*θ*=0 for one, three and five directions is 3.82°, 1.78° and 1.22° respectively, and the values derived from the equation are 3.09°, 1.48° and 0.97°.

## 4. Conclusion

## Acknowledgments

## References and links

1. | H. J. Lezec, A. Degiron, E. Devaux, R. A. Linke, L. Martín-Moreno, F. J. García-Vidal, and T. W. Ebbesen, “Beaming light from a subwavelength aperture,” Science |

2. | L. Martín-Moreno, F. J. García-Vidal, H. J. Lezec, A. Degiron, and T. W. Ebbesen, “Theory of highly directional emission from a single subwavelength aperture surrounded by surface corrugations,” Phys. Rev. Lett. |

3. | F. J. García-Vidal, H. J. Lezec, T. W. Ebbesen, and L. Martín-Moreno, “Multiple paths to enhance optical transmission through a single subwavelength slit,” Phys. Rev. Lett. |

4. | M. J. Lockyear, A. P. Hibbins, J. Roy Sambles, and C. R. Lawrence, “Surface-topography-induced enhanced transmission and directivity of microwave radiation through a subwavelength circular metal aperture.” Appl. Phys. Lett. |

5. | C. Wang, C. Du, and X. Luo, “Refining the model of light diffraction from a subwavelength slit surrounded by grooves on a metallic film,” Phys. Rev. B |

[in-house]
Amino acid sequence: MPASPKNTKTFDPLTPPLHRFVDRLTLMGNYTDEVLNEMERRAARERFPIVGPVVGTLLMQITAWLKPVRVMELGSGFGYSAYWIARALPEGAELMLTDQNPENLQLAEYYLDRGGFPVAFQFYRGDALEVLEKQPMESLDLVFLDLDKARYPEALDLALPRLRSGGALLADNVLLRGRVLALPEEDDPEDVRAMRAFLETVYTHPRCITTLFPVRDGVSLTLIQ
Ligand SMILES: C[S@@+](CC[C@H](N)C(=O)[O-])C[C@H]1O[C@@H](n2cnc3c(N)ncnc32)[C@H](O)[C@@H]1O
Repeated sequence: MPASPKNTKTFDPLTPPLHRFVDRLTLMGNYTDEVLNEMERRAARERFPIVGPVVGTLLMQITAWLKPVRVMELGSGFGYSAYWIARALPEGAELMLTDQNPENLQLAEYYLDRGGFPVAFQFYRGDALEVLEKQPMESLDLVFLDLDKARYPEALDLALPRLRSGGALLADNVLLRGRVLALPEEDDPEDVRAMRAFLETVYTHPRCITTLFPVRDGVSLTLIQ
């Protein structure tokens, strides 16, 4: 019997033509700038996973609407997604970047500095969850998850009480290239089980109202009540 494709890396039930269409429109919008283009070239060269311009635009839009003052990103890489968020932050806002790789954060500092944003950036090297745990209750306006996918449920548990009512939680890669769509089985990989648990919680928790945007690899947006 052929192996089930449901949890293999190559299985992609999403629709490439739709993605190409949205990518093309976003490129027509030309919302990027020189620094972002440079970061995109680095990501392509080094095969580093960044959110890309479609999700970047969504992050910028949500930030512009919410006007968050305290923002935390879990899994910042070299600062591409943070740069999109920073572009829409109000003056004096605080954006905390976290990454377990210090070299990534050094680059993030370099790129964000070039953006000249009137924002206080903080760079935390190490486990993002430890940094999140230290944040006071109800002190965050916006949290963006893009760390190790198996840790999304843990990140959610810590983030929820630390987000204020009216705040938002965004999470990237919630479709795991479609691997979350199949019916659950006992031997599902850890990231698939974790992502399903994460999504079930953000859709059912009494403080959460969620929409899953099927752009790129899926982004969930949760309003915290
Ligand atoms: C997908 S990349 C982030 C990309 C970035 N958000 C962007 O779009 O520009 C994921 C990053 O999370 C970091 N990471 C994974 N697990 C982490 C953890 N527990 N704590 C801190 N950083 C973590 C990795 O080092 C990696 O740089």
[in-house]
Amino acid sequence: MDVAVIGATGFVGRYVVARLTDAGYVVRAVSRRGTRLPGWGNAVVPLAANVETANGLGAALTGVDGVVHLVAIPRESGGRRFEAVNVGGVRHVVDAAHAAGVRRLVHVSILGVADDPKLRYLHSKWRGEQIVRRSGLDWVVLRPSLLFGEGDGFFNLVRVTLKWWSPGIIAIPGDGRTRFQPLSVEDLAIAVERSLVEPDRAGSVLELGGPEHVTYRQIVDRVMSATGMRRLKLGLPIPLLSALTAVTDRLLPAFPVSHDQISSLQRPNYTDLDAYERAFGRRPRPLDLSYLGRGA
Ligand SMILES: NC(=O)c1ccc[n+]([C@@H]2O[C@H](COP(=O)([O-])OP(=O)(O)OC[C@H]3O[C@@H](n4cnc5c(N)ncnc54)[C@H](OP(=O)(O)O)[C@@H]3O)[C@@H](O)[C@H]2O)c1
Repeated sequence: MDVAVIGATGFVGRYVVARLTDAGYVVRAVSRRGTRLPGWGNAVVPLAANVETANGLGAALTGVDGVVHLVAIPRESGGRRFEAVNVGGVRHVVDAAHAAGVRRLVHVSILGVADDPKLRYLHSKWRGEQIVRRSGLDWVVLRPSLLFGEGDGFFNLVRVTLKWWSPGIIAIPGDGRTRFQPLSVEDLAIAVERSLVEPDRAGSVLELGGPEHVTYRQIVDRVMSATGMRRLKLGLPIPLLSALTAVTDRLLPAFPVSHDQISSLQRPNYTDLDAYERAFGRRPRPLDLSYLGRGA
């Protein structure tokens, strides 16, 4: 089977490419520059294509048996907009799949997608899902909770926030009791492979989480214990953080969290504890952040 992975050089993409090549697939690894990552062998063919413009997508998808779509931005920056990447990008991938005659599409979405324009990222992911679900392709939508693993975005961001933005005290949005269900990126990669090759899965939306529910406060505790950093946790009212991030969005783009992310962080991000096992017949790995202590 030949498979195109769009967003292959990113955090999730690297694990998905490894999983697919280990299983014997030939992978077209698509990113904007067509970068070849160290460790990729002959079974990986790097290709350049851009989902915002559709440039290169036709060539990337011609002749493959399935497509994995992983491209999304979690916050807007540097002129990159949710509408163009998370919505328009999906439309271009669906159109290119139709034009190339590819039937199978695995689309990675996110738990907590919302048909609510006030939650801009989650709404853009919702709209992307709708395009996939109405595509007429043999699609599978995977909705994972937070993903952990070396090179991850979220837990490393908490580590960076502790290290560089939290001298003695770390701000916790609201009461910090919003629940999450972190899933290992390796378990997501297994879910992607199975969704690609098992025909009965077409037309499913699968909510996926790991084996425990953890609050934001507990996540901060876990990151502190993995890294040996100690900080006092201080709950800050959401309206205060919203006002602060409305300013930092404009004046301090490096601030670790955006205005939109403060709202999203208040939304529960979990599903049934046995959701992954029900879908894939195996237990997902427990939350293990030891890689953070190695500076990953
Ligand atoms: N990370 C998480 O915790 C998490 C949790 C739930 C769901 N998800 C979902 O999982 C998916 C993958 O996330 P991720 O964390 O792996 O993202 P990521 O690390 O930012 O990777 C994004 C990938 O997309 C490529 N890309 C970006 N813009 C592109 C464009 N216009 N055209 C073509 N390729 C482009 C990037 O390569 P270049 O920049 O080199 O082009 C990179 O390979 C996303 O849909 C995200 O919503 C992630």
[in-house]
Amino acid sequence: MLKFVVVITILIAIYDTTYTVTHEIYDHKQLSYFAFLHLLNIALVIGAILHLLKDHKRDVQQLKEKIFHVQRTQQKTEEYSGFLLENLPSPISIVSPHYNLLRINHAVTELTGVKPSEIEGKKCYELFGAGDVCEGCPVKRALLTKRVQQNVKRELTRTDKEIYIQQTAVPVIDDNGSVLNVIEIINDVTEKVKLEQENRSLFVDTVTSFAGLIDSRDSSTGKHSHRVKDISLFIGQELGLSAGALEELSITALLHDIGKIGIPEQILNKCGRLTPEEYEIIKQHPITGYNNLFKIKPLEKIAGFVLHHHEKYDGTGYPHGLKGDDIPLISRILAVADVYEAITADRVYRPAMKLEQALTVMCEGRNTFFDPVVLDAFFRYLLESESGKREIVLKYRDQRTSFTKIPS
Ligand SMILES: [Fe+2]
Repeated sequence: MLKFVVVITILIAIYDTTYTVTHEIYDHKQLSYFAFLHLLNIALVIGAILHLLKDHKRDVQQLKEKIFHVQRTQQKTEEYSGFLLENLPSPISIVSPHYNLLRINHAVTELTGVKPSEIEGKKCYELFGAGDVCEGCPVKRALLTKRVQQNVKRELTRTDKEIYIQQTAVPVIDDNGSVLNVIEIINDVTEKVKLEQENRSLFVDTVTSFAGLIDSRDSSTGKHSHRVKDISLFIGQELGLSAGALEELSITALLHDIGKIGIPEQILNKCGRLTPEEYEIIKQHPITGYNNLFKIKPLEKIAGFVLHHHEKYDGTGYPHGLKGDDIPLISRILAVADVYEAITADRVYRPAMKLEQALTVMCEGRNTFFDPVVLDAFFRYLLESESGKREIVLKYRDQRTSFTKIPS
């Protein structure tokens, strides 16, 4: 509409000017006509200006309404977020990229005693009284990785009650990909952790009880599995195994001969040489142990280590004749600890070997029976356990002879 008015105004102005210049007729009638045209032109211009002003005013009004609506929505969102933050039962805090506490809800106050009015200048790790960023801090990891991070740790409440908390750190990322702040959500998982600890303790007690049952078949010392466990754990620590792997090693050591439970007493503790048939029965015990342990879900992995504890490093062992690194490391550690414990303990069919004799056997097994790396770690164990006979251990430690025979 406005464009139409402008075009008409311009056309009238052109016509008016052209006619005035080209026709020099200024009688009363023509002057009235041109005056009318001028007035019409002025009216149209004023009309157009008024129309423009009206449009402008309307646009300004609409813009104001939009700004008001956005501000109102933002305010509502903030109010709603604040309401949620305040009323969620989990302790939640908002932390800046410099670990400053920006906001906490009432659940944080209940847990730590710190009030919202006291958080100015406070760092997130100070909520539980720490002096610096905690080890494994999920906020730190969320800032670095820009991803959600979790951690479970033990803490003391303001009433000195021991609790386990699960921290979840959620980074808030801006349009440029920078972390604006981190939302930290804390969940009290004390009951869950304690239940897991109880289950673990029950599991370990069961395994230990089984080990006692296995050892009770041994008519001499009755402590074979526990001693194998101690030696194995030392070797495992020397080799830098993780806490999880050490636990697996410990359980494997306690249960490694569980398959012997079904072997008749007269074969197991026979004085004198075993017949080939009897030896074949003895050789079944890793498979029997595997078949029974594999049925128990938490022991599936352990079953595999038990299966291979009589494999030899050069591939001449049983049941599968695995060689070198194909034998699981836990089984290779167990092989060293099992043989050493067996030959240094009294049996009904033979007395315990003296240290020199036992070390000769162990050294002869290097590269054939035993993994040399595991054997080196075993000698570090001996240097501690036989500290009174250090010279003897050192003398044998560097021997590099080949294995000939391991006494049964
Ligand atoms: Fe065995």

6. | C. Wang, C. Du, Y. Lv, and X. Luo, “Surface electromagnetic wave excitation and diffraction by subwavelength slit with periodically patterned metallic grooves,” Opt. Express |

7. | F. J. García-Vidal, L. Martín-Moreno, H. J. Lezec, and T. W. Ebbesen, “Focusing light with a single subwavelength aperture flanked by surface corrugations,” Appl. Phys. Lett. |

8. | H. Shi, C. Du, and X. Luo, “Focal length modulation based on a metallic slit surrounded with grooves in curved depths,” Appl. Phys. Lett. |

9. | C. Huang, C. Du, and X. Luo, “A waveguide slit array antenna fabricated with subwavelength periodic grooves,” Appl. Phys. Lett. |